Facebook bans Alex Jones' and Infowars pages over violence, hate speech

Adjust Comment Print

Facebook Inc announced on Monday that it had removed four pages belonging to US conspiracy theorist Alex Jones for "repeatedly posting content over the past several days" that breaks its community standards.

Facebook has cracked down on right-wing conspiracy theorist Alex Jones by removing four of his pages, citing breaches of its community standards. The company announced that the "Alex Jones Show" podcast was banned from the platform entirely.

"Apple does not tolerate hate speech, and we have clear guidelines that creators and developers must follow to ensure we provide a safe environment for all of our users", an Apple spokesperson told BuzzFeed News, which first reported the removal.

Those have been pulled from the iTunes directory, making them no longer searchable or available for download or streaming.

It also said they represent various views if "people are respectful to those with differing opinions". About 100 episodes of Infowars news-recap podcast RealNews With David Knight that remain available on iTunes.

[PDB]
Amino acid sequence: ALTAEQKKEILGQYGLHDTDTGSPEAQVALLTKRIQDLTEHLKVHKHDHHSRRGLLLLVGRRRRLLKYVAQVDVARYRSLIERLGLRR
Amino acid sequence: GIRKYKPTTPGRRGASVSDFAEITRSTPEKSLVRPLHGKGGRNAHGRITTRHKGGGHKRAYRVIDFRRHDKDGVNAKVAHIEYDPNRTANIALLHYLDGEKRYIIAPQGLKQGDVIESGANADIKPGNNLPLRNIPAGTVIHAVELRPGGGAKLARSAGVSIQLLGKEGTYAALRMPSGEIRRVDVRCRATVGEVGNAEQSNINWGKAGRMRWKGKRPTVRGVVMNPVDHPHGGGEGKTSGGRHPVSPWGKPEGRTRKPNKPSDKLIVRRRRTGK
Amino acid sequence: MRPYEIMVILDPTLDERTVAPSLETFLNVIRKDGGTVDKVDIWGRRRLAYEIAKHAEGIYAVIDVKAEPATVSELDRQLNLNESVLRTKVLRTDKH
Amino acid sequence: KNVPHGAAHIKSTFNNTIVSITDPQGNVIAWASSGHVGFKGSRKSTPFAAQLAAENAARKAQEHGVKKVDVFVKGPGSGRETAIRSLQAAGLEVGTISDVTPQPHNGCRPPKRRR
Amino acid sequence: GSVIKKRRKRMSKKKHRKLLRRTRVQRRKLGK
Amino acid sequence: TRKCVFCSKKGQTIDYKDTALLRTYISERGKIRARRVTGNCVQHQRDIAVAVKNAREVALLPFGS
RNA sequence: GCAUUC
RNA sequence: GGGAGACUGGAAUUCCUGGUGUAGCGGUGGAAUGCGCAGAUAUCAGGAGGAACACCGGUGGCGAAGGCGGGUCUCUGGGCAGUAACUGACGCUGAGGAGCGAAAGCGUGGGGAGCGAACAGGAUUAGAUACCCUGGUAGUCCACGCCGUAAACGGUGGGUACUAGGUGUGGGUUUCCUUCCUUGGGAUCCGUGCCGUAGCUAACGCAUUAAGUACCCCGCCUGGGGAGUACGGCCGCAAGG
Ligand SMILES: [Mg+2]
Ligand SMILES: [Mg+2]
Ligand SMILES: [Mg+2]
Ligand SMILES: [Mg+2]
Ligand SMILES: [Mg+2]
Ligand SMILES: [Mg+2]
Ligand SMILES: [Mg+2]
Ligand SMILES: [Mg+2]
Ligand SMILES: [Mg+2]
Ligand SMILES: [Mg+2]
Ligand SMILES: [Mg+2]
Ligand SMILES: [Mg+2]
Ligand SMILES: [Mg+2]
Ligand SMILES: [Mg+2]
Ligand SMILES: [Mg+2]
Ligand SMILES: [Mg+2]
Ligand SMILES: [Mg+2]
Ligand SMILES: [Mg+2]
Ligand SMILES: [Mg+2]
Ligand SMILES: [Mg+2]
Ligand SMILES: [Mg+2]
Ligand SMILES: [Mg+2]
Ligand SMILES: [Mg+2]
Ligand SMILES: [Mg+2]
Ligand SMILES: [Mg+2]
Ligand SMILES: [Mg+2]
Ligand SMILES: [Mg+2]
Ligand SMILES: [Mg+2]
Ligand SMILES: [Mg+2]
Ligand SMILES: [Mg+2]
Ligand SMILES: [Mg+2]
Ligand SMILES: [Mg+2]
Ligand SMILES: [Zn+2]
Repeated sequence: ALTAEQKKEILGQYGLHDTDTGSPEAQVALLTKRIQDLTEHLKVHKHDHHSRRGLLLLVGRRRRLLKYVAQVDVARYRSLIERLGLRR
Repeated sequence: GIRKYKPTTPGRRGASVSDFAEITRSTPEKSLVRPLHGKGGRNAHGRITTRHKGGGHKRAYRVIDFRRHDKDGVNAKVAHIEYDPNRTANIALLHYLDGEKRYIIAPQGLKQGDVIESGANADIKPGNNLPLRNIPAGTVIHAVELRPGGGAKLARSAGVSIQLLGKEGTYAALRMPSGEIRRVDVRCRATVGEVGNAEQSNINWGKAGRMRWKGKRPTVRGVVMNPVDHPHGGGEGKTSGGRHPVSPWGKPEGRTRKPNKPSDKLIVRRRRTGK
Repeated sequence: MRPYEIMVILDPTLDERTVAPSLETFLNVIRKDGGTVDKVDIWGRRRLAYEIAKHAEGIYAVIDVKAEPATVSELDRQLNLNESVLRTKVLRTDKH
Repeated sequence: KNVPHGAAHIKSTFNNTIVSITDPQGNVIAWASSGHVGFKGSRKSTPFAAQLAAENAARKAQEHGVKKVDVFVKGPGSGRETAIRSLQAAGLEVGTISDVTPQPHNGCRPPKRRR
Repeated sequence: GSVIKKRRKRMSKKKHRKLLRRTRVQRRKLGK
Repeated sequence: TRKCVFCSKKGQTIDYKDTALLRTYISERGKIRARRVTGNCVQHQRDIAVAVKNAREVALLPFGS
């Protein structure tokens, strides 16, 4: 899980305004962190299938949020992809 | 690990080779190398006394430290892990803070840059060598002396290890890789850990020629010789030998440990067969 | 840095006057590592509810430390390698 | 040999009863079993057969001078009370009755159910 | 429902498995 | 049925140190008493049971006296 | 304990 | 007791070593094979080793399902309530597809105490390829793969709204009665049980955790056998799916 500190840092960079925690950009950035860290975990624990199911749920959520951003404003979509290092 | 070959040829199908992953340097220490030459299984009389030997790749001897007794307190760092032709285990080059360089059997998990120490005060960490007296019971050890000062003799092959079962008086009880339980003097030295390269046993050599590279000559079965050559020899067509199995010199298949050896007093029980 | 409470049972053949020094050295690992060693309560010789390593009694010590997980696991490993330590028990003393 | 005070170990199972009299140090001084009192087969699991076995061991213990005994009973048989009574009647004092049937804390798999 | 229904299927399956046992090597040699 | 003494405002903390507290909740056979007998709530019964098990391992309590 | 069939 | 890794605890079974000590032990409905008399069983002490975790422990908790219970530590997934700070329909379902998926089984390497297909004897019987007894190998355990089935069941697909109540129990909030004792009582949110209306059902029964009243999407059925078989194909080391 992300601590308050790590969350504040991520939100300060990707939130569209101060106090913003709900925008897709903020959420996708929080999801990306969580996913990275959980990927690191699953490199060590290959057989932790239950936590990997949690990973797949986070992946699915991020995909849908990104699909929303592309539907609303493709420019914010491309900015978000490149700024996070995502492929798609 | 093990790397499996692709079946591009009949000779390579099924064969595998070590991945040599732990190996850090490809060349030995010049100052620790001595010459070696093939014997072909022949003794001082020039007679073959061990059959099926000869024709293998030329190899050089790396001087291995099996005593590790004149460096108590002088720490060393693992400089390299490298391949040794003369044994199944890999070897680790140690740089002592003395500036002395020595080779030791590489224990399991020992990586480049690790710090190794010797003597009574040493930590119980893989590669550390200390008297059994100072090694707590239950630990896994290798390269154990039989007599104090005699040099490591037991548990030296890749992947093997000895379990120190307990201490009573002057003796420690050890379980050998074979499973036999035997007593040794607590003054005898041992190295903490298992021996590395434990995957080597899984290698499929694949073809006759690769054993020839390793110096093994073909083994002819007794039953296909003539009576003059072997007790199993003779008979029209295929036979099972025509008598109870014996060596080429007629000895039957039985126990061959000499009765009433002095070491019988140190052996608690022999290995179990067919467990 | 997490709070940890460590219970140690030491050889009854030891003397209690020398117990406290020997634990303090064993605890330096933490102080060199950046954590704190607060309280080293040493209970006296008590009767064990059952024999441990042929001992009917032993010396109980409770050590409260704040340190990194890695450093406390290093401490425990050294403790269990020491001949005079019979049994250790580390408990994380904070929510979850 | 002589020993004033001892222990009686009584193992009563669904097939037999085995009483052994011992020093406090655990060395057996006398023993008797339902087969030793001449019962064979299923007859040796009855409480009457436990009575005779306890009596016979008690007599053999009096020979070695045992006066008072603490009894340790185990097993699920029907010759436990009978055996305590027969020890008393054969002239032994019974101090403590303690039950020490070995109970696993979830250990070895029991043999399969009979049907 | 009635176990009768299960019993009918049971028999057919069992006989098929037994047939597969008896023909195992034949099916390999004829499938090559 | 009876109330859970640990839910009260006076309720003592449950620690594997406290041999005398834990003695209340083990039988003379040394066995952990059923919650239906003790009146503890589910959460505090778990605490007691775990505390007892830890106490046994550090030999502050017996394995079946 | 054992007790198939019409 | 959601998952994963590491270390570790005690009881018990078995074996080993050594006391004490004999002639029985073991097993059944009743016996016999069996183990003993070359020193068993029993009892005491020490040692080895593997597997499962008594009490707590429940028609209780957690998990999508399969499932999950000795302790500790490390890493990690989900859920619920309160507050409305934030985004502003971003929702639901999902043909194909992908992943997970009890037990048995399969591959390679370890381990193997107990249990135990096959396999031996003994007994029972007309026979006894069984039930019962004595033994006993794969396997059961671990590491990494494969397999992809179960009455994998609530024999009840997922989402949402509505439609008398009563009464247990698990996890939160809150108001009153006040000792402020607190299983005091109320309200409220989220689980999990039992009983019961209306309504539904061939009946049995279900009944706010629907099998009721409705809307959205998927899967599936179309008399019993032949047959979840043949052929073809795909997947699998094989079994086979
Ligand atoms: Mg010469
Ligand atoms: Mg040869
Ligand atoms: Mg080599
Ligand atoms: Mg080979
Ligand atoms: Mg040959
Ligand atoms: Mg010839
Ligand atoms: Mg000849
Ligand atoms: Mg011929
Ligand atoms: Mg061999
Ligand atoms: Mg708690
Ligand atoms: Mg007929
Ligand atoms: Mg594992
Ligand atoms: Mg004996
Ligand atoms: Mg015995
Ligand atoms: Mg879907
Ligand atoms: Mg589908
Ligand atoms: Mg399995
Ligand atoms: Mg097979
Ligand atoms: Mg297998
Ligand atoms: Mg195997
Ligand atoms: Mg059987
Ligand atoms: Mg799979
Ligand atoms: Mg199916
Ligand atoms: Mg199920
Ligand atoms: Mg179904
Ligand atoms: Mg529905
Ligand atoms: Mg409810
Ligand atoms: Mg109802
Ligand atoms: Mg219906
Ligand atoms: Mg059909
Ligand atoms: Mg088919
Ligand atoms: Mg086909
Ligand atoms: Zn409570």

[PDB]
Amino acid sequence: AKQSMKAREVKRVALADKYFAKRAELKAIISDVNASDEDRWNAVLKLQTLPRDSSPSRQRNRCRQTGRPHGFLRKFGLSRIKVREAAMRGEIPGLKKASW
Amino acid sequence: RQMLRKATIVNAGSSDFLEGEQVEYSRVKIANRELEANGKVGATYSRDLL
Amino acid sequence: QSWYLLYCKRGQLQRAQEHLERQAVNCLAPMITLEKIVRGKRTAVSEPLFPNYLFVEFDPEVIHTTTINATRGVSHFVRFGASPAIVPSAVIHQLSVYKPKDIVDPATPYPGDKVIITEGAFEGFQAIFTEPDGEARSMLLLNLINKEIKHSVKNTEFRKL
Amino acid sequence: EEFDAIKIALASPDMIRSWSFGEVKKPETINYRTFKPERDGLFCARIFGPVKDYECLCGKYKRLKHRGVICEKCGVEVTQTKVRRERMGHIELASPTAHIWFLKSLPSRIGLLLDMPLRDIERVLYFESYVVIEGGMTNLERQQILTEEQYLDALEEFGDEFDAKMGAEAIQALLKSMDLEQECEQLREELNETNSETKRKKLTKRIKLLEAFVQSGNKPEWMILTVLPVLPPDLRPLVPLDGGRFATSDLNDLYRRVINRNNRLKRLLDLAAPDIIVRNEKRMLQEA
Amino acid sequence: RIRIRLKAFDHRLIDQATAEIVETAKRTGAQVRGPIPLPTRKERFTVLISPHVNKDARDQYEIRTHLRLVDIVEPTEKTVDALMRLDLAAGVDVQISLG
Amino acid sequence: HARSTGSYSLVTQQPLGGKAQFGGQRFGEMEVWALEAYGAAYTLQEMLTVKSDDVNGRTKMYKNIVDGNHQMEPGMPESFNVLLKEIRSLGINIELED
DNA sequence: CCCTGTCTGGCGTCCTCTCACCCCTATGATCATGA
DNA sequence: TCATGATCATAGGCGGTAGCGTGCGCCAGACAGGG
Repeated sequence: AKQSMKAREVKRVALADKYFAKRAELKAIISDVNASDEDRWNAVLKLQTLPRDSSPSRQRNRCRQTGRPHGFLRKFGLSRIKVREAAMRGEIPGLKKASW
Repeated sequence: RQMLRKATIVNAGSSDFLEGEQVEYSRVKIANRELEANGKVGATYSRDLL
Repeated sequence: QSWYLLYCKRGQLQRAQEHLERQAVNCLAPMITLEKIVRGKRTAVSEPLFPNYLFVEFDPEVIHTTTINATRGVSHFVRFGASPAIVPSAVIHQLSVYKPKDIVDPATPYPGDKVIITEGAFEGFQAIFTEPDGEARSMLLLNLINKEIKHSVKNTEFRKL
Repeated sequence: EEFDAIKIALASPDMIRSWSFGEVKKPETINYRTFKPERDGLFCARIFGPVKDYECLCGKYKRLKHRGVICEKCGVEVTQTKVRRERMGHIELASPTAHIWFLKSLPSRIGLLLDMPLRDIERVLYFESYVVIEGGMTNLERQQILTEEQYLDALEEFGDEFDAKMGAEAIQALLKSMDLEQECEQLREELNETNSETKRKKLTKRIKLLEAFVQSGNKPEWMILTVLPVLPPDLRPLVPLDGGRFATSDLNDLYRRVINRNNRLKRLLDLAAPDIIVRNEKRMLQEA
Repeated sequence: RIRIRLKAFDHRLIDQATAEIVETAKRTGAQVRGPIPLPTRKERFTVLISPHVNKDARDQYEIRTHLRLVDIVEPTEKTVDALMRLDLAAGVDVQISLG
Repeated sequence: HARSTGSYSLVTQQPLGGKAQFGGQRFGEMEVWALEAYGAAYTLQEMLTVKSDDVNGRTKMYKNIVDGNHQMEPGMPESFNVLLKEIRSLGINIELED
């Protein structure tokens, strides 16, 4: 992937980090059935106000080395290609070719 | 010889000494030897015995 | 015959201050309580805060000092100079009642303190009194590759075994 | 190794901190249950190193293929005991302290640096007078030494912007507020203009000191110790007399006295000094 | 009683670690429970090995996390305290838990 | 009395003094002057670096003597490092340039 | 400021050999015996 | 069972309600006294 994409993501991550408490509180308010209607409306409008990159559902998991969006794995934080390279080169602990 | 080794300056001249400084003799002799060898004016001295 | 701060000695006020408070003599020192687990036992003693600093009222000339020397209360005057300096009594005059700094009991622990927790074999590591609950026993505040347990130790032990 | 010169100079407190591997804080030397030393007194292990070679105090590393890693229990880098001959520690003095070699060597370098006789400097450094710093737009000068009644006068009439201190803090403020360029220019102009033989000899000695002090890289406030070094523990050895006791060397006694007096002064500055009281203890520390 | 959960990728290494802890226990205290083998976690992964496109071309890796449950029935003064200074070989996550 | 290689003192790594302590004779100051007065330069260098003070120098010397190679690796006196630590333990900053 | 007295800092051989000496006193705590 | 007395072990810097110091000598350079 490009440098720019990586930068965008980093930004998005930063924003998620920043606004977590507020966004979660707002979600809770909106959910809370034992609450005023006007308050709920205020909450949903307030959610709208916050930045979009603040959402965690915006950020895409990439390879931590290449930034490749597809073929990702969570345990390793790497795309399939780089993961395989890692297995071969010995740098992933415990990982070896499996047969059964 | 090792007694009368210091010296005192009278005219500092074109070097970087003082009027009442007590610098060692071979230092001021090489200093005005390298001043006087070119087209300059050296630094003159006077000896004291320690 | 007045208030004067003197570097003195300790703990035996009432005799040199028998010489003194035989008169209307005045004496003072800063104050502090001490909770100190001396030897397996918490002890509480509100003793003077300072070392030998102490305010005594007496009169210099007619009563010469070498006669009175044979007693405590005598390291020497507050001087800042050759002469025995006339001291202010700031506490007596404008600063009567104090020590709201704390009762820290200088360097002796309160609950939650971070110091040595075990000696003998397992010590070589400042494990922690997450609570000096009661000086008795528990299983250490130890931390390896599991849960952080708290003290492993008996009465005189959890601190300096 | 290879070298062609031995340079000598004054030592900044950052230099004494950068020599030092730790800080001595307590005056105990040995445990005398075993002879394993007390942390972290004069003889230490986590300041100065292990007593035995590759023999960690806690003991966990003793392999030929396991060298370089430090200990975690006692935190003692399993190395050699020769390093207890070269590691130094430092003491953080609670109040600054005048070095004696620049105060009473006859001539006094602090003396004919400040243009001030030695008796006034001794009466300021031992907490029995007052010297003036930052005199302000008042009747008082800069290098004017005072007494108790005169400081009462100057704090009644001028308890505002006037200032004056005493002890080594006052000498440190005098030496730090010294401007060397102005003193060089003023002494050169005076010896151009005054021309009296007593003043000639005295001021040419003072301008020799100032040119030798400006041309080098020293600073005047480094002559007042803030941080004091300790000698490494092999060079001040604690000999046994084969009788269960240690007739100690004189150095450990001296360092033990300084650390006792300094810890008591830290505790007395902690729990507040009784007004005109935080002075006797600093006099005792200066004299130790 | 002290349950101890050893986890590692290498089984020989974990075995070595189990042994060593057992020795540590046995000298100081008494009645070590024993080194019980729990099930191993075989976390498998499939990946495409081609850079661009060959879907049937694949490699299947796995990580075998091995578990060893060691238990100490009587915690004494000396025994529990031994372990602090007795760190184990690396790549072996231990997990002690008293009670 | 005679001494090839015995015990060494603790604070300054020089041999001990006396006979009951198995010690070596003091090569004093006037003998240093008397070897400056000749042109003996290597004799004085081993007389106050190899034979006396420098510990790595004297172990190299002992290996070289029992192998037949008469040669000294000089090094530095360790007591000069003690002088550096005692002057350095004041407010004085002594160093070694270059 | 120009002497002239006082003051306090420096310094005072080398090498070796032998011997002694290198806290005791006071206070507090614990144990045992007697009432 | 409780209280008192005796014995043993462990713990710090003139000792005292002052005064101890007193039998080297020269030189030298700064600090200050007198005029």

More news: Elderly men escape nursing home for German heavy metal festival

Other platforms such as Facebook, YouTube and Spotify have taken down individual pieces of content from Jones and Infowars but shied away from imposing an outright ban on the controversial Texan.

"Upon review, we have taken it down for glorifying violence, which violates our graphic violence policy, and using dehumanizing language to describe people who are transgender, Muslims and immigrants, which violates our hate speech policies", the statement said in part. It has suggested that the Sandy Hook massacre was a hoax, and that the September 11 terrorist attacks were an inside job orchestrated by the United States government.

As a result of reports we received, last week, we removed four videos on four Facebook Pages for violating our hate speech and bullying policies. The shooting killed 26 children and adults at the elementary school in CT.

He has also claimed that many of children killed in the 2012 Sandy Hook massacre were actors.

Jones did not immediately respond to a request for comment sent to Infowars.

More news: European allies fear USA seeks Iran regime change as it restores sanctions

The pages include one for Jones' flagship radio show InfoWars as well as his fan page.

Since founding Infowars in 1999, Jones has built a vast audience.

Spotify, a music and podcast streaming company, followed suit last week when it removed some specific episodes of Jones's programmes.

Perhaps the tech companies that have continued to give Jones' unsafe rhetoric and conspiracies a platform finally got a shove when Jones' own attorney, defending the host against a lawsuit brought by parents of victims in the Sandy Hook school shooting, said "no reasonable reader or listener" would actually believe Jones' nonsense. Families of Sandy Hook victims have filed lawsuits against Jones for defamation.

More news: Saudi expels Canadian envoy, recalls its envoy over 'interference'